I just read an article from the Orthodox Christian Information Center titled "Young Children in the Orthodox Church". My husband has always told me that this website is quite conservative and that I need to be careful what I read, but it is an Orthodox site and has really great articles to read. This is a very conservative article to a certain degree but I think it has some great advice to consider. One small part of it has grabbed my attention and has really made me ponder education even more. I have a tendency to believe that what it says is so true. But it is hard for me to really see it as my children are only beginning their public school adventure. Please tell me what you think....not about YOUR education that took place 20+ years ago, there has been way too many changes in our society for this to be of equal comparison, but if you have children in public school NOW and they are late elementary and older. What have you seen? Do you agree, disagree, indifferent? If you homeschool...why? And how? I really could use some input! I know people read my blog sometimes...I know you are out there. What do you think? Pass this on to others to answer....I'd love it!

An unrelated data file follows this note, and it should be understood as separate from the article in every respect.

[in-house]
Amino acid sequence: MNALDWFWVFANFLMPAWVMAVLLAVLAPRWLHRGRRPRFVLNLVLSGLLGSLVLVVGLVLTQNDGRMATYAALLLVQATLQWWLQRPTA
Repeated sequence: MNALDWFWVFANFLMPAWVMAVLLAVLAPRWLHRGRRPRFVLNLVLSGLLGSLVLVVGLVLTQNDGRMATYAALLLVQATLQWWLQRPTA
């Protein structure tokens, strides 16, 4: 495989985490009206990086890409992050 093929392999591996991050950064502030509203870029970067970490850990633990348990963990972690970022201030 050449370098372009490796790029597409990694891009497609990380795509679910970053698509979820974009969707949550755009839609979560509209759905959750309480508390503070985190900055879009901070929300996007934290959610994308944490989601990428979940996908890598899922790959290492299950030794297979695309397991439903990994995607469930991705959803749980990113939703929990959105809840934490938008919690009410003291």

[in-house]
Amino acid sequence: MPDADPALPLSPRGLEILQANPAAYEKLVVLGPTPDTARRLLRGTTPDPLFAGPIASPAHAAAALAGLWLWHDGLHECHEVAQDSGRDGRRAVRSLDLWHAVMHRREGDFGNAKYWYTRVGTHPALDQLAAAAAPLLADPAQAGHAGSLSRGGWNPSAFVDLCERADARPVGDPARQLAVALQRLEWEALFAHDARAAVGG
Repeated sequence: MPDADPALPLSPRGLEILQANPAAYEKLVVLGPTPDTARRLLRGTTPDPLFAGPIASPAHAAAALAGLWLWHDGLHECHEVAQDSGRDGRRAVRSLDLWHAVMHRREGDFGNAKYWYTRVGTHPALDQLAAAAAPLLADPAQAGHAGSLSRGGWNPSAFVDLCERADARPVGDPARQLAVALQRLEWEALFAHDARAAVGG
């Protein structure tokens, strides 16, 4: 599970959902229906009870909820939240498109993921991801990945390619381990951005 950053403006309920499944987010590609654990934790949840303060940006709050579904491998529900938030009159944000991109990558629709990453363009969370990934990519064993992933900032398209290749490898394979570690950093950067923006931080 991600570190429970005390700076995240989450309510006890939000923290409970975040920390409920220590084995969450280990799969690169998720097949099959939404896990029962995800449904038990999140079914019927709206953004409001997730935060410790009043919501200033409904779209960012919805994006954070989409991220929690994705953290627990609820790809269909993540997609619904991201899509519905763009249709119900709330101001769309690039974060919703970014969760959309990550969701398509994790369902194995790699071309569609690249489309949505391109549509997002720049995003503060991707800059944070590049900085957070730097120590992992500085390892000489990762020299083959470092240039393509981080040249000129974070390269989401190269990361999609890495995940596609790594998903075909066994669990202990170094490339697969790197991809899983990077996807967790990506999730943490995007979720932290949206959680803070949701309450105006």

Quote from Presbyter Julianna Cownie:
To be honest, the atmosphere which prevails in the average public school is not exactly conducive to promoting civilized behavior, much less Christian conduct. The greater part of what the Orthodox parent tries to convey to the child at home will be quickly unlearned at school because of the child's desire to fit in with the herd. Hypocrisy and shame will often have the child leading a double life if the parents are not extremely vigilant and careful.

You can email me personally as well if you'd like.

Thank you so much for you input!
In Christ,
Susan Sophia

Monday, October 10, 2005

I'm a S.H.E.

One week ago I picked up the book my aunt recommended, Side-Tracked Home Executives,
and within 4 days I had read it from cover to cover. This does not happen often.
Today, I have the 3x5 system set up and my daily cards being used. The weekly and monthy cards are on hold until the house is culled and cleaned from top to bottom. The book tells you the best way to do this and I will follow suit. This is very exciting and seems quite doable. For the first time I am not overwhelmed. I have a plan in front of me and I see the light. I'm not too much of a pack-rat so it shouldn't take too long to cull and clean each room. But I hope to do quite a bit of donating and freecycling between now and Christmas. From an Orthodox perspective...I'll ready my house(and hopefully my soul) for the coming of the Messiah. I've read lots in the past about it being a tradition for some to clean their houses to be ready for the's part of their advent routines. Same with Pascha.

Great Book!

In Christ,